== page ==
Prism: A transparent object with flattened surfaces to refract passing light.
The campus’ music department has given this definition new meaning. Among students, Prism reflects the hours of preparation, passion, and soul that is channeled into each of the holiday-themed performances.
“The most rewarding part of Prism is doing the actual performance for a sold out hall,” band junior Bobbi Zimmelman said. “It shows how all of our hard work and preparation has paid off. ”
The 31st annual Prism concert experienced a standstill in 2020 due the pandemic, leaving Dreyfoos Hall at the Kravis Center of the Performing Arts devoid of 10-foot Christmas trees, vibrant lighting, and the over 400 students and directors that compose the music department. However, on Nov. 30, the hall featured winter themed decorations, voices which consumed the 2,000 seat space, brass and wood violins, french horns, clarinets, and the many other instruments that form the orchestra.
At the beginning of the concert, Principal Blake Bennett noted that the two most frequently asked questions she gets is “When is Prism?” and “When do the tickets go on sale?” This year’s tickets, which offered a dress rehearsal or an evening show, sold out in just seven minutes.
“Making music is so special, and I’m so grateful to be able to sing with such good musicians and such a great orchestra,” vocal sophomore Andrew Gellen said. “Equally rewarding is playing for such a big audience in a really resounding space like the Kravis Center … My sister went to Dreyfoos and graduated in 2019, so Prism has always been something that I’ve been extremely excited to perform in. It’s finally here.”
The two-hour production required abundant rehearsal time during and after school. The music department began preparing songs and holding auditions at the beginning of the school year. To accompany main stage group pieces, students had the opportunity to audition for small group performances. Auditions were held Sept. 20 and 21 in the band room, and students were judged by a panel of directors and deans within the department. If selected to perform, small groups were responsible for scheduling rehearsals and arranging the piece for the final performance.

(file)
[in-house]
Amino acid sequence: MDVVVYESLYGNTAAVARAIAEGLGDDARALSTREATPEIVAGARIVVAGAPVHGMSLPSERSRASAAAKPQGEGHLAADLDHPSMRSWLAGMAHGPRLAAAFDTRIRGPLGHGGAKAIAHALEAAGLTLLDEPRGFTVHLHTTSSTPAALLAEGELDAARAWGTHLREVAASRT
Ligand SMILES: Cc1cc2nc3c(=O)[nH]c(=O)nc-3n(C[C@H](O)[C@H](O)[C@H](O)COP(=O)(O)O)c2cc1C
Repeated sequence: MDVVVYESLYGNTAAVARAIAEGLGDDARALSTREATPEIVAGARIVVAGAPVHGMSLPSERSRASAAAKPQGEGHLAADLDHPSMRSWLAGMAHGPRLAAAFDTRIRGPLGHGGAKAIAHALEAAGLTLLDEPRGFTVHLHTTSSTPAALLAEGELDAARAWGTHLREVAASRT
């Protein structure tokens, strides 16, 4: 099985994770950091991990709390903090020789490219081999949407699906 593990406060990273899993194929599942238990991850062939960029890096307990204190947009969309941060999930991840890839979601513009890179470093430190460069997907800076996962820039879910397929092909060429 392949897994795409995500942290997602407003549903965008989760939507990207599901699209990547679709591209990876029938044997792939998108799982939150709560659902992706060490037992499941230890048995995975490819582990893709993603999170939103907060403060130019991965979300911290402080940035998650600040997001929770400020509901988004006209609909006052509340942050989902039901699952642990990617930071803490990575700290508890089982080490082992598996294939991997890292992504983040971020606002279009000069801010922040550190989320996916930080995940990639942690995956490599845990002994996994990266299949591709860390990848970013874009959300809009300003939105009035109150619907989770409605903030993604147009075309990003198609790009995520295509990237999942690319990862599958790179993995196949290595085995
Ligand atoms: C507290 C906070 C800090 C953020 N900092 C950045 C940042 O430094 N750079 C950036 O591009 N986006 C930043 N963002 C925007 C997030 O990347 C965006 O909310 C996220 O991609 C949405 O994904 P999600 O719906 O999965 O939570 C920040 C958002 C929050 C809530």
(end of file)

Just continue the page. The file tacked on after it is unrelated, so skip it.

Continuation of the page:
“A lot of preparation went into the music we’re playing,” said band senior Ellen Dahlstrom who performed in six pieces. “It was stressful to try and get everything organized. It was a bit draining, but I love what I do with music. So, in the end, I felt fulfilled with all the work that went into it.”
In addition to rehearsals for the individual pieces, planning went into the stage blocking behind the curtain to create seamless transitions from piece to piece. Theatre junior Devyn Humble found out her specific responsibilities as backstage coordinator for the production one day before the performance since she was the first person to have this role. Despite the short notice, Humble pulled from her experiences stage managing productions such as “The 25th Annual Putnam County Spelling Bee,” and created a Google spreadsheet that she used throughout the show to track the group performances.
“It was satisfying to watch everything work out and run smoothly,” Humble said. “Pleasing the directors and everyone involved was such a rewarding feeling in itself. Seeing all the different talents come together to work towards one outcome was enjoyable to watch.”
However, Humble wasn’t the only crew member. Piano senior Sara Abdo also worked backstage as one of four run crew members who directed performers through the Kravis to their assigned onstage positions. To maintain organization, Abdo created a map of the performance hall and backstage stage patterns. Abdo also created room assignments to track where groups were positioned and at what point during the performance.